The 48-year-old won silver in Turin in 2006 and has now followed that with a third-place finish in Sochi.
There is good reason for Malone to revel in her relative success this year since she had been selected merely as an alternate for the British team that competed in Russia. However, she would start on Saturday in the decisive bronze-medal match with China, which her side won 7-3.
Such a comfortable win had seemed unlikely as China took a 3-0 lead after two ends but some excellent shots from skip Aileen Neilson ensured her rink took seven straight points to win. It also allowed the rink comprising Malone, Neilson, Jim Gault, Bob McPherson and Gregor Ewan to get over a 13-4 defeat by Russia in their semi-final earlier in the day.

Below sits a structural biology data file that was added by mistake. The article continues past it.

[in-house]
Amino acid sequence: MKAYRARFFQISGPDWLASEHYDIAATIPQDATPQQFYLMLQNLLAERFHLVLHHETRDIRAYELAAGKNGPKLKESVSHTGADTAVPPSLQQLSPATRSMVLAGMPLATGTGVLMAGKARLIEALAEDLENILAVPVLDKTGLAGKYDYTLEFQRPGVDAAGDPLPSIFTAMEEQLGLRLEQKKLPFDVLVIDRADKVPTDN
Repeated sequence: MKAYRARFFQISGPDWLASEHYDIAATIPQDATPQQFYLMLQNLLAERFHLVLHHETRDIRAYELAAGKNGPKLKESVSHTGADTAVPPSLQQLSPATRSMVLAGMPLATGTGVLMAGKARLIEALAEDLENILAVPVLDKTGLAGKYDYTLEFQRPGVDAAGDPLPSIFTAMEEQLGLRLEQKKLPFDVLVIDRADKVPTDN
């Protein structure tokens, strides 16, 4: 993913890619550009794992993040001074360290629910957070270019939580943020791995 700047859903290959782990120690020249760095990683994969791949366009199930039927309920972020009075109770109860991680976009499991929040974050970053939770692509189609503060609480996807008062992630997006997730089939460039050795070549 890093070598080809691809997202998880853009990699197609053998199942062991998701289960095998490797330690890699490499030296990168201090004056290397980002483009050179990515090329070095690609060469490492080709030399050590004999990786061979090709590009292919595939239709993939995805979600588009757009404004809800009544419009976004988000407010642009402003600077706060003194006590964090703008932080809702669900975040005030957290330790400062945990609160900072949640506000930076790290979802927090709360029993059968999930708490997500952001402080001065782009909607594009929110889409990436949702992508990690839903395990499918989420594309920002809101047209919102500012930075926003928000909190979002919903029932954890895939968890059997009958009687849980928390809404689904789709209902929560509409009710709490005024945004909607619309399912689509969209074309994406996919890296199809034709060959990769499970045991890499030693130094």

"We have had a tough week but we had a blast out there and we had a great bronze medal game," said Malone, a veteran of three Winter Paralympics. "We went out there fighting as the Scots do and we are absolutely delighted to take a bronze medal back to Great Britain and Scotland.
"This bronze medal feels like gold. We worked really hard during the Games, we dug deep and this is a gold medal for me. We have won and we have lost over the years, we are used to that. We have a wee bit of disappointment [against Russia] and then we come fighting right back.
"It was absolutely fantastic to be able to go and play that bronze medal game, I was delighted. Everybody played their 'A' game, everybody executed their shots and our game plan was bang on."
That bronze proved to be Britain's last medal of the Games as the skiers faltered as the contest came to a close yesterday. Jade Etherington was denied a medal in her fifth discipline after falling ill, while her fellow visually-impaired skier, Kelly Gallagher, crashed in the giant slalom finale.